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African-American Film Pioneers

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Obstacle and Opportunities

“Race movies” were films by, about, and for African-Americans that were exhibited in segregated theatres, churches, public halls, and other venues. The films were popular in the South and in Northern urban areas from the late `teens to the late twenties, although some African-American filmmakers hung on until the early forties. The shift away from African-American-produced films occurred because Hollywood realized there was money to be made in the genre, and started releasing bigger-budget “all-black” films of its own.

In 1963, the gifted Bahamian-born actor Sidney Poitier won the Academy Award for Best Actor for his performance in Lilies of the Field. It was a breakthrough moment in American media: Hollywood bestowing its highest honor on an actor of African descent who embodied intelligence, decency, honor, and personal initiative.


What kind of reactions did Oscar Micheaux's films provoke? If the trailblazing filmmaker set out to attract controversy, he often succeeded; religious leaders in Chicago, for instance, attempted to cancel showings of Within Our Gates in 1920. Many feared that the film would stir up racial violence of the kind the city had endured during the riots of 1919.

In the five decades before that breakthrough, however, racist stereotypes abounded in mainstream American media, with portrayals of servants, maids, and other subservient types prevailing, and with broad, unflattering generalizations about the sexuality, intelligence, and work ethic of African-Americans as a whole quite common.

There was, however, one media channel in which a less abusive portrayal of African-Americans often carried the day, however: the so-called “race movies,” features created by and intended specifically for African-Americans.

Here's a look a two remarkable figures from the (now largely forgotten) period of the “race movie.” Two of them went on to achieve recognition in other media; the third is now almost entirely overlooked, although there is every reason to regard him as one of the most important independent voices in the early history of American cinema. The name of this trailblazing filmmaker: Oscar Micheaux.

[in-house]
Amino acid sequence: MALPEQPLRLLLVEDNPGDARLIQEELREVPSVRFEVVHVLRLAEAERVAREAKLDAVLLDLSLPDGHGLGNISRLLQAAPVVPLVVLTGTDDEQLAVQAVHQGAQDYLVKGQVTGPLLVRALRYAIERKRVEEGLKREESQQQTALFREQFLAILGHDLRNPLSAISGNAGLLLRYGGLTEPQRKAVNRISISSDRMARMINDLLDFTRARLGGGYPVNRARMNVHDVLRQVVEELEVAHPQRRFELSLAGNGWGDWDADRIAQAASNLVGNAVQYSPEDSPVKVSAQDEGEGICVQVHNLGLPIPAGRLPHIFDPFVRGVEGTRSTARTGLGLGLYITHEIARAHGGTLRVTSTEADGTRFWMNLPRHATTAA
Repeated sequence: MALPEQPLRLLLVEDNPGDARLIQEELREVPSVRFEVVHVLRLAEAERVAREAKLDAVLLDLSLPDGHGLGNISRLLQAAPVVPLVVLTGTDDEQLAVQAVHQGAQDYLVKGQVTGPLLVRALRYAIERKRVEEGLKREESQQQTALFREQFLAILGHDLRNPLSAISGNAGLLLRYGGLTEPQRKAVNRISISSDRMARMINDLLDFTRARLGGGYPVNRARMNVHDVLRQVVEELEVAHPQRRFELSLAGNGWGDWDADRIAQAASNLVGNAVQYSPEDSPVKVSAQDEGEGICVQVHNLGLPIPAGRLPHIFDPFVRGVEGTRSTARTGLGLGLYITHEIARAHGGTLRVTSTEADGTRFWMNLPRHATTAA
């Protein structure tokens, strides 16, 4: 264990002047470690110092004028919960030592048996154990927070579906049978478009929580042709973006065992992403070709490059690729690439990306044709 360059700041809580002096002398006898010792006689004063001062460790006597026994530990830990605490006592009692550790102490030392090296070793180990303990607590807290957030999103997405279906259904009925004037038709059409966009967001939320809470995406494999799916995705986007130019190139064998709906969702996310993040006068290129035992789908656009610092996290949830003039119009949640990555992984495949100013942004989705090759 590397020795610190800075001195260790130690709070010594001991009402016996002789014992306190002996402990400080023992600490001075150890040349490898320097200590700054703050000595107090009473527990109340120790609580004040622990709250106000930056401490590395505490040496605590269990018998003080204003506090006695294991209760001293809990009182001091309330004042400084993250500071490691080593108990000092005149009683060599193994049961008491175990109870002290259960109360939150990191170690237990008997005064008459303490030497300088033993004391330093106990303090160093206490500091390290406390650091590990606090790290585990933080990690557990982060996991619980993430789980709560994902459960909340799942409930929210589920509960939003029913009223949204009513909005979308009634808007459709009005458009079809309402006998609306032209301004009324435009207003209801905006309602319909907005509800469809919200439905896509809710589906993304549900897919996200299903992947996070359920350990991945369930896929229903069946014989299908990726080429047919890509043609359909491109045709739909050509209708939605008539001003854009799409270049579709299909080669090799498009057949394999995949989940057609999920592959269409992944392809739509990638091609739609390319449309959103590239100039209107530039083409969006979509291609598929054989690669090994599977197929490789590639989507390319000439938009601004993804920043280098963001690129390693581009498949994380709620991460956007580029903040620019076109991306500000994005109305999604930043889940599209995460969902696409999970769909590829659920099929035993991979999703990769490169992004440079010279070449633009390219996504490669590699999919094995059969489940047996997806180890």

Hollywood's First “Oscar” Challenges and Stereotypes

Submissive African-American characters were the order of the day mainstream Hollywood films between 1920 and 1950. An early Little Rascals short, for instance, made a point of finding a flimsy reason for Buckwheat to absent himself from the group before the rest of the gang confronted a white bully; no African-American child could be shown challenging a white male. Members of a popular jazz orchestra once had to use black makeup in order to be granted a screen appearance in a Hollywood feature; they were light-skinned, and studio executives feared that audiences would mistake them for an integrated band.

There was, to all appearances, a complete absence of screenplays addressing racial issues from a African-American point of view during the American cinema's so-called “Golden Age.” You'd be forgiven, then, for assuming that there were no American films during this period that were built around strong African-American protagonists, or that dealt frankly with themes like lynching, white sexual predators, or white-dominated political systems. But you'd be wrong.

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Excerpted from The Complete Idiot's Guide to African-American History © 2003 by Melba J. Duncan. All rights reserved including the right of reproduction in whole or in part in any form. Used by arrangement with Alpha Books, a member of Penguin Group (USA) Inc.

To order this book visit the Idiot's Guide web site or call 1-800-253-6476.


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